I’ve pulled and cooked most of my lettuce by now as I turn my garden over to tomatoes. But I haven’t pulled it all, and there will be more for dishes like these. Though I learned about cooking lettuce from the French, I’m now taking cues from many cuisines. I stir-fry lettuce with tofu and with shrimp, and I’ve been blanching the bitter frisées in salted boiling water, then sautéing them in olive oil with garlic to accompany polenta or mashed fava beans, Appulia-style. If I find my bolted wild arugula too pungent to eat on its own, I chop it up and cook it quickly in olive oil, to toss with pasta.

If next year brings us another hot, dry fall and winter in California, I will not change my gardening routine. I’ll plant my winter lettuce garden as I do every year, but I’ll change my repertoire of dishes, and by necessity veer from the raw to the cooked.

Romaine, Leek and Potato Soup

Romaine lettuce, leek and potato soup.

Romaine lettuce, leek and potato soup. Credit: Copyright 2015 Martha Rose Shulman

Prep time: 15 minutes

Cooking time: 1 hour

Total time: 1 hour, 15 minutes

Yield: 4 servings

Ingredients

2 tablespoons extra virgin olive oil

1 small or 1/2 medium-size onion, chopped

2 leeks (3/4 pound), white and light green parts only, sliced and rinsed well (about 2 1/4 cups; save the dark parts for the bouquet garni and stock)

1/2 teaspoon salt

2 garlic cloves, minced

1 large russet or 2 Yukon gold potatoes (10 ounces), peeled and diced

5 cups chicken stock, vegetable stock or water

A bouquet garni made with a cleaned leaf from the dark part of the leek, a bay leaf and a few sprigs each parsley and thyme, and a Parmesan rind, tied together

Salt to taste

1 large head (3/4 pound) romaine lettuce, washed and coarsely chopped (6 cups)

Freshly ground pepper

Garlic croutons, chopped fresh parsley and/or chives, and hazelnut oil for garnish

Directions

1. If you do not have stock, make a quick vegetable stock with the leek trimmings and a few cloves of garlic while you prepare the other vegetables.

2. Heat the olive oil in a large, heavy soup pot over medium heat and add the onion and leek. Cook, stirring, until tender, about 5 minutes. Add 1/2 teaspoon salt and the garlic and cook, stirring, until the garlic is fragrant, about 1 minute. Add the potatoes, stock and bouquet garni, and bring to a simmer. Add salt to taste, cover and simmer over low heat for 30 minutes.

3. Stir in the lettuce leaves and continue to simmer for another 15 minutes. The potatoes should be thoroughly tender and falling apart.

4. Using an immersion blender, or in a blender, purée the soup until smooth. I prefer to use an immersion blender, and then put the soup through the coarse blade of a food mill. That way you get some nice texture, but you get rid of the fibers from the lettuce. If you want a smooth, silky texture, strain the soup through a medium strainer, pushing it through the strainer with a pestle, spatula or the bowl of a ladle. Return the soup to the heat, add lots of freshly ground pepper, taste and adjust salt. Heat through and serve, garnishing each bowl with garlic croutons, chopped fresh parsley or chives and a drizzle of hazelnut oil.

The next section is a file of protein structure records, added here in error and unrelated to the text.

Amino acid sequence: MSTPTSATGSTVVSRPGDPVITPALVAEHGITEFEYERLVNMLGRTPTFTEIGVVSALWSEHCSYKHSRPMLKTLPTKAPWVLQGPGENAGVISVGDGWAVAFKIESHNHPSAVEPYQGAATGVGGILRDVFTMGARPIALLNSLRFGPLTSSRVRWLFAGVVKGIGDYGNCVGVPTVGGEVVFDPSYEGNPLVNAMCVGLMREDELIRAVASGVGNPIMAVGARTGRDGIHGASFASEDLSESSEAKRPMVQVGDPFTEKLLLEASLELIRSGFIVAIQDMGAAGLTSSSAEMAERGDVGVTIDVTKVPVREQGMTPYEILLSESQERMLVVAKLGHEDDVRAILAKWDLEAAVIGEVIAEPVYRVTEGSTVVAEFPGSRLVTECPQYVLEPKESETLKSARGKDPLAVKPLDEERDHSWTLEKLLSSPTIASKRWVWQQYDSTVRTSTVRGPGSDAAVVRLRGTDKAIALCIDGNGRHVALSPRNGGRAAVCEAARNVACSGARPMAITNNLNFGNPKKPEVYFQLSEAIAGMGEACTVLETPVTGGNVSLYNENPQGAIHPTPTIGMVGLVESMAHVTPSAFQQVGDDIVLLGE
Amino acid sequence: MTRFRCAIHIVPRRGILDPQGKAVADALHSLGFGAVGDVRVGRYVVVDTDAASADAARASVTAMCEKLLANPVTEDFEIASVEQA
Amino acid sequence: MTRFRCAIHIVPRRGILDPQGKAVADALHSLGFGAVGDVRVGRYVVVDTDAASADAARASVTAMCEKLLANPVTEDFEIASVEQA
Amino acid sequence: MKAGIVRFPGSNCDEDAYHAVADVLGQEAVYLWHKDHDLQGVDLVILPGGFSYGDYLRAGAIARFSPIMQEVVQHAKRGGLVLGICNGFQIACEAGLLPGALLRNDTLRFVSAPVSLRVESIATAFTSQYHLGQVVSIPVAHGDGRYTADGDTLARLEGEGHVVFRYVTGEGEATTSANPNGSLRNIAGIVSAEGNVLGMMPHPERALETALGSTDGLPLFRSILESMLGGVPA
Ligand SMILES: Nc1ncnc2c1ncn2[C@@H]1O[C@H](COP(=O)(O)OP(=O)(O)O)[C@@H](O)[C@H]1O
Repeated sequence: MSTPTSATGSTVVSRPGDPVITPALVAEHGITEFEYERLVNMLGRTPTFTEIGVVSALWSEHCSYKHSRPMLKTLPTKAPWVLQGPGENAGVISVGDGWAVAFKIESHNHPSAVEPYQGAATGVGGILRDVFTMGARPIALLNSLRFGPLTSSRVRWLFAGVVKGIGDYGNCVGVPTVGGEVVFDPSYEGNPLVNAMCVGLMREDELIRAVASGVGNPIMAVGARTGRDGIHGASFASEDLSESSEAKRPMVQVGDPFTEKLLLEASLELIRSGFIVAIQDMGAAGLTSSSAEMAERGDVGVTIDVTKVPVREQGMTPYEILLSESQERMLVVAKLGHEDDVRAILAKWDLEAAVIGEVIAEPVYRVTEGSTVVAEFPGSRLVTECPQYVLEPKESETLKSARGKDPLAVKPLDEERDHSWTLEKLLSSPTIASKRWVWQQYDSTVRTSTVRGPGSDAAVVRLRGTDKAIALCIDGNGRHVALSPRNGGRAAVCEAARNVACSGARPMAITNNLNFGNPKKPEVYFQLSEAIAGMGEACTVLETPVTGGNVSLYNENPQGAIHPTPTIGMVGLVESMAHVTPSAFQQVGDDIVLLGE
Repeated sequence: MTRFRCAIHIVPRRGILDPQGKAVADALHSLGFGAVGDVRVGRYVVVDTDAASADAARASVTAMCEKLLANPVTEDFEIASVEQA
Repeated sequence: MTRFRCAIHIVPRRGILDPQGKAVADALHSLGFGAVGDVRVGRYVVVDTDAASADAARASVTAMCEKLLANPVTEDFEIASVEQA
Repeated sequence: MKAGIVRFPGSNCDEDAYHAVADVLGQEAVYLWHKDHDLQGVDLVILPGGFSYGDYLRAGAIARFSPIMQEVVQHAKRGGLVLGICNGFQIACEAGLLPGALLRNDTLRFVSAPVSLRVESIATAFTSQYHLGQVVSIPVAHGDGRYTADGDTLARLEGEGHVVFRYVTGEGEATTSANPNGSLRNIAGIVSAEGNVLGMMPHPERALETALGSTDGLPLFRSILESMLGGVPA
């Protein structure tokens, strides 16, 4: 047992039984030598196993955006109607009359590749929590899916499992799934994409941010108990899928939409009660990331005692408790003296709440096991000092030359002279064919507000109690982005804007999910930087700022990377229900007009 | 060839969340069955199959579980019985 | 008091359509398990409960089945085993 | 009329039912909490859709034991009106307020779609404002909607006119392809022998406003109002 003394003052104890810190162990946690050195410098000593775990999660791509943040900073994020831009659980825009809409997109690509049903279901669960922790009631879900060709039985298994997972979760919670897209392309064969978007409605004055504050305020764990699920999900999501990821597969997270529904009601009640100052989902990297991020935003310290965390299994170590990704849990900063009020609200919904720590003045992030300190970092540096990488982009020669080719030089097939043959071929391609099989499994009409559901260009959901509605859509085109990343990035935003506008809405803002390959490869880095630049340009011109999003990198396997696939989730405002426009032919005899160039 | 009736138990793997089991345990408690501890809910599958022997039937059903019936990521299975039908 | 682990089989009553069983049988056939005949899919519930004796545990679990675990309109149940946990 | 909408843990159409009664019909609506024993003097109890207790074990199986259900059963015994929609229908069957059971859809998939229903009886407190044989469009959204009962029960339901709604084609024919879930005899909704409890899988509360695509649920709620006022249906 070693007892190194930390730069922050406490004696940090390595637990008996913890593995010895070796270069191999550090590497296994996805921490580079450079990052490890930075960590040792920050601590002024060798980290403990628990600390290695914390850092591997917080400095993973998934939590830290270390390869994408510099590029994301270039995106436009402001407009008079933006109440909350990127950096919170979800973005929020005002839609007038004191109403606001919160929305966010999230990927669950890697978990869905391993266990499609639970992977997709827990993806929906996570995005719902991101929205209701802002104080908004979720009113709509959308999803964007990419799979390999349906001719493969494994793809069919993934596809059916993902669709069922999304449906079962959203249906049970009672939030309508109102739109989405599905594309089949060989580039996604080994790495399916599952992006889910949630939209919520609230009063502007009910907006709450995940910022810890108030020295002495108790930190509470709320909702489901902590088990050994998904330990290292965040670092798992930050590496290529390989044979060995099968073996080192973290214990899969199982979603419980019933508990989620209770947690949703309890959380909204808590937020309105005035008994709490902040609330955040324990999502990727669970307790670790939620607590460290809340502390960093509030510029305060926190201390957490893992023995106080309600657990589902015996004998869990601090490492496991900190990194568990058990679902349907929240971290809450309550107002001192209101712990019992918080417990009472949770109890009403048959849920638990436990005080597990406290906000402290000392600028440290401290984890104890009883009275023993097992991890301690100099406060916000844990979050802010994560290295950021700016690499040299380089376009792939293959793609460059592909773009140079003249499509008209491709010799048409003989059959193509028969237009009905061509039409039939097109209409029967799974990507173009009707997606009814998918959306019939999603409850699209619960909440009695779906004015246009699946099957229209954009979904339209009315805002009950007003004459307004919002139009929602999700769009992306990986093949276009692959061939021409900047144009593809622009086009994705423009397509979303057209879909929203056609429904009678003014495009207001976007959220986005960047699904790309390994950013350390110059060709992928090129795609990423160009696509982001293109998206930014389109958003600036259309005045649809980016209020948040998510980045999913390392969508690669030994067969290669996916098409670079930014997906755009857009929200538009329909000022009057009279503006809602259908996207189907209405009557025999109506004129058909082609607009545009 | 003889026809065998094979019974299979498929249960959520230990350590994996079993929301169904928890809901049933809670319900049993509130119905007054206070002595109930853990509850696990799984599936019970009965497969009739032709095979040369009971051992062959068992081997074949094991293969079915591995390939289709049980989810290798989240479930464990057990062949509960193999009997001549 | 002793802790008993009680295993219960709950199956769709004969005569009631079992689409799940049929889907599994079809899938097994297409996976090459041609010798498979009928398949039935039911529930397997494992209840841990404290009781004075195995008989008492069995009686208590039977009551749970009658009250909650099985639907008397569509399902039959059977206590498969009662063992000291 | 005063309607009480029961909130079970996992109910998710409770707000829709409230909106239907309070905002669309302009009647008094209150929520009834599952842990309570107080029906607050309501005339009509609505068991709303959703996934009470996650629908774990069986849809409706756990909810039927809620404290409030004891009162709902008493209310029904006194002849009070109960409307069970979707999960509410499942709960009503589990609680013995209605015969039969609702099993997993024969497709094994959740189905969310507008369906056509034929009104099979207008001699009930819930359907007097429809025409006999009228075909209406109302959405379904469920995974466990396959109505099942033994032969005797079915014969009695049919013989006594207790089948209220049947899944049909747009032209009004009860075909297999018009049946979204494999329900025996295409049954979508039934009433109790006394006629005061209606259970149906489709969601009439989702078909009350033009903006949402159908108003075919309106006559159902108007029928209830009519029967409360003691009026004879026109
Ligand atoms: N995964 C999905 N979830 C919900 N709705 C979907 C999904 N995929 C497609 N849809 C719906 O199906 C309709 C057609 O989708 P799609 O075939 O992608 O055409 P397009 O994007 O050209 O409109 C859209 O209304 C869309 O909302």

Note: The soup can be made a day ahead and reheated or served cold.

Stir-fried Brown Rice With Green Garlic, Lettuce and Tofu

Stir-fried Rice&Lettuce

Stir-fried rice and lettuce. Credit: Copyright 2015 Martha Rose Shulman

Prep time: 15 minutes

Cooking time: 8 minutes

Total time: 23 minutes

Yield: 2 generous servings

Ingredients

1 egg, beaten

Salt to taste

2 tablespoons grapeseed oil or peanut oil

1/2 pound tofu, cut in 1/2-inch dice and blotted on paper towels

Soy sauce to taste

1 tablespoon minced ginger

1 tablespoon minced green garlic

1 teaspoon minced jalapeño or serrano chile (more to taste)

1/4 pound lettuce, cut in 1/2-inch wide strips (4 cups)

2 cups cooked brown rice

1/4 cup chopped cilantro

1 tablespoon Thai fish sauce

Directions

1. Heat a 14-inch flat-bottomed wok or a 12-inch skillet over high heat until a drop of water evaporates within a second or two when added to the pan. Season the beaten egg with a little salt. Swirl 1 teaspoon of the oil into the wok or pan. Make sure that the bottom of the wok or pan is coated with oil and add the egg, swirling the pan so that the egg forms a thin pancake. Cook until set, which should happen in less than 30 seconds. Using a spatula, turn the egg over and cook for 5 to 10 more seconds, until thoroughly set, then transfer to a plate or cutting board. Using the edge of your spatula or a paring knife, cut into 1/4-inch-wide strips. Set aside.

2. Swirl another tablespoon of oil into the wok or pan and add the tofu. Stir-fry until lightly colored, about 2 minutes. Season to taste with soy sauce and stir-fry for another few seconds, then remove to the plate with the egg.